Based on information received from the California Department of Water Resources (DWR) and the incident command team managing Lake Oroville, counties and cities near Lake Oroville and the surrounding area issued evacuation orders for residents. The concern is that erosion at the head of the auxiliary spillway threatens to undermine the concrete weir and allow large, uncontrolled releases of water from Lake Oroville. Those potential flows could exceed the capacity of downstream channels.
To avert more erosion at the top of the auxiliary spillway, DWR doubled the flow down its main spillway from 55,000 cubic feet per second (cfs) to 100,000 cfs. The next several hours will be crucial in determining whether the concrete structure at the head of the auxiliary spillway remains intact and prevents larger, uncontrolled flows.
Current flows are contained with downstream channels.
Flow over the auxiliary spillway weir began Saturday morning and has slowed considerably. DWR officials expect that flow to stop entirely soon, which will reduce the erosion on the downstream side of the structure.
Oroville Dam itself is sound and is a separate structure from the auxiliary spillway.
Evacuation ordered for Oroville as dam spillway expected to fail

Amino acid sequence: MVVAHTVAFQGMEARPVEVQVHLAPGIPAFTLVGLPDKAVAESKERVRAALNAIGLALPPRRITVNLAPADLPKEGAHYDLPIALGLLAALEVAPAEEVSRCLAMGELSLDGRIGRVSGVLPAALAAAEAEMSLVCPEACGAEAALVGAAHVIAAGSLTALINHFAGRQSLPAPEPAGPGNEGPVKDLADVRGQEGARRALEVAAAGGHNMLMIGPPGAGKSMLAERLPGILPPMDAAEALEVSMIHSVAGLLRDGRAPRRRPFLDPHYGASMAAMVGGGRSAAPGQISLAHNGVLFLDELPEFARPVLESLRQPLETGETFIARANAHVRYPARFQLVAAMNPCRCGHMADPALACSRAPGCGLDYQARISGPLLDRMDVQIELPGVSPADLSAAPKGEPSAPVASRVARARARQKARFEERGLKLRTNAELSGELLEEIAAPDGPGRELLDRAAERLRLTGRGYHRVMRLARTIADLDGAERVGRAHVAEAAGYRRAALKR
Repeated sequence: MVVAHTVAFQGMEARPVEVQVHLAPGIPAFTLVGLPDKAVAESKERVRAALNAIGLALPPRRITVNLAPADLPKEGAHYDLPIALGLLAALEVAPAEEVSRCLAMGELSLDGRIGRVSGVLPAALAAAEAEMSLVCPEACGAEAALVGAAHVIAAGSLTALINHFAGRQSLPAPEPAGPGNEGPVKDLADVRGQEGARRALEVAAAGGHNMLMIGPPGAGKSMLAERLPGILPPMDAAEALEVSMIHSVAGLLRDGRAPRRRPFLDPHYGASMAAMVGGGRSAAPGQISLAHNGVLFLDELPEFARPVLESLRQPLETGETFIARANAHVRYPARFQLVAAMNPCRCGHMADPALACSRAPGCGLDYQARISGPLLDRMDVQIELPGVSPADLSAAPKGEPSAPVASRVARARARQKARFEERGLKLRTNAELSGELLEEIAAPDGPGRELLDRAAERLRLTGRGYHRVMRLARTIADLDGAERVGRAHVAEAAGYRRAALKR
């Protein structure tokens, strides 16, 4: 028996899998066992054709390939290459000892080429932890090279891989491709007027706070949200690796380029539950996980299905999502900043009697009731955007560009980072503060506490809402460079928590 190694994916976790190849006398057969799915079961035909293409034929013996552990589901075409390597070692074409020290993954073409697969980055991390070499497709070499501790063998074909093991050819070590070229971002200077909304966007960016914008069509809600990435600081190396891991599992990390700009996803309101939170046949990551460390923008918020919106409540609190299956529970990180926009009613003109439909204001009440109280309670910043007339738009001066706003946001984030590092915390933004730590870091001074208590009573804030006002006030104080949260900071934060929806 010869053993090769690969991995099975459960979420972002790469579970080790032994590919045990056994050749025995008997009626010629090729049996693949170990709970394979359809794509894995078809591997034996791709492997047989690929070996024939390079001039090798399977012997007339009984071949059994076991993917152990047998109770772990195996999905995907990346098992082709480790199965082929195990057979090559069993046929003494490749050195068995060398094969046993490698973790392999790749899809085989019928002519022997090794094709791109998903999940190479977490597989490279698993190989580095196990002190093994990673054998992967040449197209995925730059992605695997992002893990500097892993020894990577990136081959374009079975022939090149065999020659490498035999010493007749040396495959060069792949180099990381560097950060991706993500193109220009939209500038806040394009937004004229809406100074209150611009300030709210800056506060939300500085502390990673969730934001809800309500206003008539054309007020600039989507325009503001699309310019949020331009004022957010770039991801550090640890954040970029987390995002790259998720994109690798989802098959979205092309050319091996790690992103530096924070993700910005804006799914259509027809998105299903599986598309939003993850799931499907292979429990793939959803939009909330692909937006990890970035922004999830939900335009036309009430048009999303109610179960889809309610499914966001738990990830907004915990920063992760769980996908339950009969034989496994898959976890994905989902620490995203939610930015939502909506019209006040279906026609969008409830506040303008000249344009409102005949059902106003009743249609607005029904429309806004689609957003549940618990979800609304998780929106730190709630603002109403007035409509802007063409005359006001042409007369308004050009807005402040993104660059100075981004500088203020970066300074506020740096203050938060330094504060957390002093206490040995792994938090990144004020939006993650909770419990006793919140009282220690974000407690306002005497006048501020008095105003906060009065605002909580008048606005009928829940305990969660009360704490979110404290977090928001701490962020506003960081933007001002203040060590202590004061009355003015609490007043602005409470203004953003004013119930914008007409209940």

From the San Francisco Chronicle:
“Butte County residents near Lake Oroville, including the entire town of Oroville and nearby regions, were ordered to evacuate Sunday evening after the emergency spillway next to the reservoir’s dam suffered a possible structural failure, officials said. “There has been severe erosion of the emergency spillway and a possible structural breach that could send uncontrolled water down the stream,” said Chris Orrock, a spokesman with the California Department of Water Resources. Residents downstream from Lake Oroville to the Sutter County line were under mandatory evacuation order. Counties around the reservoir, the second largest in the state, down to Sacramento were warned about the possibility of flooding. ... ” Read more from the San Francisco Chronicle here: Evacuation ordered for Oroville as dam spillway expected to fail
The latest pictures from Oroville …
The heavy flows from the 3,000-foot main Oroville dam spillway continues to push debris into the turbid Feather River as the concrete span further eroded and the jagged fracture in its midsection sends water flowing over an adjacent hillside.
The volume of water is expected to pose no flood threat downstream and should remain within the capacity of the Feather River and other channels to handle. Oroville Dam in Butte County itself remains safe with no imminent threat to the public.
Florence Low / California Department of Water Resources